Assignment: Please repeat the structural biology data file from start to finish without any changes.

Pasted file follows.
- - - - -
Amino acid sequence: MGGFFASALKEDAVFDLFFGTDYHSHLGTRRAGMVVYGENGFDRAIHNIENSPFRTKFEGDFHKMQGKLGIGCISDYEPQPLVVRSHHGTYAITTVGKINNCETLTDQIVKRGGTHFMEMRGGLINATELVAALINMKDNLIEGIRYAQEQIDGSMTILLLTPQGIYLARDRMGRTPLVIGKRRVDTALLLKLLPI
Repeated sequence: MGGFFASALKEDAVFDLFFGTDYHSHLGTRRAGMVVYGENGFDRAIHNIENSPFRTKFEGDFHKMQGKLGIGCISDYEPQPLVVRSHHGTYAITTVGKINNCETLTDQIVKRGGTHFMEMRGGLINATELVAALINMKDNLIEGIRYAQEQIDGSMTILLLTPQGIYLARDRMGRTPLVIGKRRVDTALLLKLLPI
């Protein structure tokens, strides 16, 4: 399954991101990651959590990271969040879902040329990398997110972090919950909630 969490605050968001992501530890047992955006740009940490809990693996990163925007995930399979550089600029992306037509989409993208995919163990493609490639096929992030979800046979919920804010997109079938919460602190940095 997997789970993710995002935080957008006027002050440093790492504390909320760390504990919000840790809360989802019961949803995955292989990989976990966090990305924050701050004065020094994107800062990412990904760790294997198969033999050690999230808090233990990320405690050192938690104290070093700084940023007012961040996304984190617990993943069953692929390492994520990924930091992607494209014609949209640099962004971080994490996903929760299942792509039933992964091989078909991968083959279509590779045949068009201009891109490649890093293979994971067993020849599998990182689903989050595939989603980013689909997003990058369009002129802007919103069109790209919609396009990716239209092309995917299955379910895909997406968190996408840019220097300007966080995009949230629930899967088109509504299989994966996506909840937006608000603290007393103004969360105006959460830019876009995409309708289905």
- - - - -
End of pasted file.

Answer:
Amino acid sequence: MGGFFASALKEDAVFDLFFGTDYHSHLGTRRAGMVVYGENGFDRAIHNIENSPFRTKFEGDFHKMQGKLGIGCISDYEPQPLVVRSHHGTYAITTVGKINNCETLTDQIVKRGGTHFMEMRGGLINATELVAALINMKDNLIEGIRYAQEQIDGSMTILLLTPQGIYLARDRMGRTPLVIGKRRVDTALLLKLLPI
Repeated sequence: MGGFFASALKEDAVFDLFFGTDYHSHLGTRRAGMVVYGENGFDRAIHNIENSPFRTKFEGDFHKMQGKLGIGCISDYEPQPLVVRSHHGTYAITTVGKINNCETLTDQIVKRGGTHFMEMRGGLINATELVAALINMKDNLIEGIRYAQEQIDGSMTILLLTPQGIYLARDRMGRTPLVIGKRRVDTALLLKLLPI
């Protein structure tokens, strides 16, 4: 399954991101990651959590990271969040879902040329990398997110972090919950909630 969490605050968001992501530890047992955006740009940490809990693996990163925007995930399979550089600029992306037509989409993208995919163990493609490639096929992030979800046979919920804010997109079938919460602190940095 997997789970993710995002935080957008006027002050440093790492504390909320760390504990919000840790809360989802019961949803995955292989990989976990966090990305924050701050004065020094994107800062990412990904760790294997198969033999050690999230808090233990990320405690050192938690104290070093700084940023007012961040996304984190617990993943069953692929390492994520990924930091992607494209014609949209640099962004971080994490996903929760299942792509039933992964091989078909991968083959279509590779045949068009201009891109490649890093293979994971067993020849599998990182689903989050595939989603980013689909997003990058369009002129802007919103069109790209919609396009990716239209092309995917299955379910895909997406968190996408840019220097300007966080995009949230629930899967088109509504299989994966996506909840937006608000603290007393103004969360105006959460830019876009995409309708289905």